Alleged refusal to supply – when are measures against parallel trade abusive?


A recent High Court decision clarifies the circumstances in which the Court will compel pharmaceutical companies to supply third parties. Cases of this sort are likely to become more frequent when government proposals for ‘fast track’ injunctive relief in competition cases are enacted.

Chemistree Homecare Ltd v Abbvie Ltd [2013] EWHC 264 (Ch)

Chemistree Homecare Limited (“Chemistree”), the Claimant, runs a pharmacy business and provides a homecare service to NHS hospitals (involving a healthcare professional administering a drug to the patient at home). One such drug is HIV drug Kaletra, supplied by Abbvie Ltd (“Abbvie”). Unknown to Abbvie, Chemistree had begun acting as a wholesaler, placing large orders for the drug and exporting to other EU states. Abbvie became suspicious and requested evidence for the scale of the orders (which Chemistree declined to provide), refusing to meet any orders beyond what was required for the UK homecare service.
Chemistree sought an interim mandatory injunction to compel Abbvie to supply specified quantities of the Kaletra. Chemistree alleged Abbvie had abused a dominant position by refusing to supply the quantities demanded contrary to Article 102 TFEU.


The Court found that there was no serious case to be tried in relation to Dominance. It reached this decision on the basis of unchallenged evidence from Abbvie that Kaletra was one of eight substitutable alternative agents.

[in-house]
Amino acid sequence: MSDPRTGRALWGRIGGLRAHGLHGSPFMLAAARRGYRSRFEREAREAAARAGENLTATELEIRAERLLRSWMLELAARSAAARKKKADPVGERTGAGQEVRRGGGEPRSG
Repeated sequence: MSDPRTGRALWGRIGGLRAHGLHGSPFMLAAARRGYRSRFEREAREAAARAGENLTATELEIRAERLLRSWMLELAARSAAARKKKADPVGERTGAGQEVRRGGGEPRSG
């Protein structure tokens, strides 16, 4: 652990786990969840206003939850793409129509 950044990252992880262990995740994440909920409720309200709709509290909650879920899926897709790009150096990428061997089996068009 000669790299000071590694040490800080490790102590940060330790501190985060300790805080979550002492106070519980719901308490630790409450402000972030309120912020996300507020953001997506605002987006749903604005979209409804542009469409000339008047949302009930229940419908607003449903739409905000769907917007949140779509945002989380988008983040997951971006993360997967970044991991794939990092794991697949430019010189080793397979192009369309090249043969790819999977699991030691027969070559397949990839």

The GSK Greece case establishes the principle that a dominant undertaking’s refusal to supply “ordinary orders” to a wholesale business can potentially constitute an abuse. However, the Court noted that Abbvie did not operate a wholesale supply model: unlike GSK, Abbvie reserved the supply business to itself and only delegated homecare services to third parties. Chemistree’s wholesale orders could not be considered “ordinary orders” and there was no relevant refusal to supply.


This robust decision will be welcomed by innovators. The decision provides insight into the way the courts will approach interim injunction applications in the Pharma context. It will also provide guidance on the interpretation of the Court of Justice’s ruling in GSK Greece, which in turn will aid the development of pan-European stock management programmes.

It is worth noting that the UK Government has announced proposals to reform private competition law litigation which may increase the frequency of this sort of litigation. The Government proposes to give the Competition Appeal Tribunal (CAT) the power to hear stand-alone competition actions and to award injunctions. A new ‘fast-track regime’ for simpler cases involving injunctive relief with rules imposing costs caps will also be established. These reforms are intended to improve access to justice by smaller and medium sized entities and it would seem likely that cases such as this one will feature heavily in this new forum if the proposals are enacted.

David George